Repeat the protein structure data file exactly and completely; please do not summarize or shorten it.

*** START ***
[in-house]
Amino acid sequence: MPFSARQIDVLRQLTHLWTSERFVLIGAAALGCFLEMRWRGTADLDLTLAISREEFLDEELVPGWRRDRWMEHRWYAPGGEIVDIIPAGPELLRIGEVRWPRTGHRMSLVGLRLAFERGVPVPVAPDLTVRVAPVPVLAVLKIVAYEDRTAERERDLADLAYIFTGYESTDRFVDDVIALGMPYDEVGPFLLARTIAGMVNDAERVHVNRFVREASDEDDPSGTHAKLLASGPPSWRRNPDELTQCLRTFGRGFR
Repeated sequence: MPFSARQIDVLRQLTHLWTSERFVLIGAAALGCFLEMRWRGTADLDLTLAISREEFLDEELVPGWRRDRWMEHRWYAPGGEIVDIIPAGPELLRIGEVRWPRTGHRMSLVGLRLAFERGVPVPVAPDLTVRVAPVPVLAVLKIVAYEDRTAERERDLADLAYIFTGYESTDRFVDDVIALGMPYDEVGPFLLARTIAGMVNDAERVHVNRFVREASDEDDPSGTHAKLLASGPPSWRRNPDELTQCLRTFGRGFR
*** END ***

[in-house]
Amino acid sequence: MPFSARQIDVLRQLTHLWTSERFVLIGAAALGCFLEMRWRGTADLDLTLAISREEFLDEELVPGWRRDRWMEHRWYAPGGEIVDIIPAGPELLRIGEVRWPRTGHRMSLVGLRLAFERGVPVPVAPDLTVRVAPVPVLAVLKIVAYEDRTAERERDLADLAYIFTGYESTDRFVDDVIALGMPYDEVGPFLLARTIAGMVNDAERVHVNRFVREASDEDDPSGTHAKLLASGPPSWRRNPDELTQCLRTFGRGFR
Repeated sequence: MPFSARQIDVLRQLTHLWTSERFVLIGAAALGCFLEMRWRGTADLDLTLAISREEFLDEELVPGWRRDRWMEHRWYAPGGEIVDIIPAGPELLRIGEVRWPRTGHRMSLVGLRLAFERGVPVPVAPDLTVRVAPVPVLAVLKIVAYEDRTAERERDLADLAYIFTGYESTDRFVDDVIALGMPYDEVGPFLLARTIAGMVNDAERVHVNRFVREASDEDDPSGTHAKLLASGPPSWRRNPDELTQCLRTFGRGFR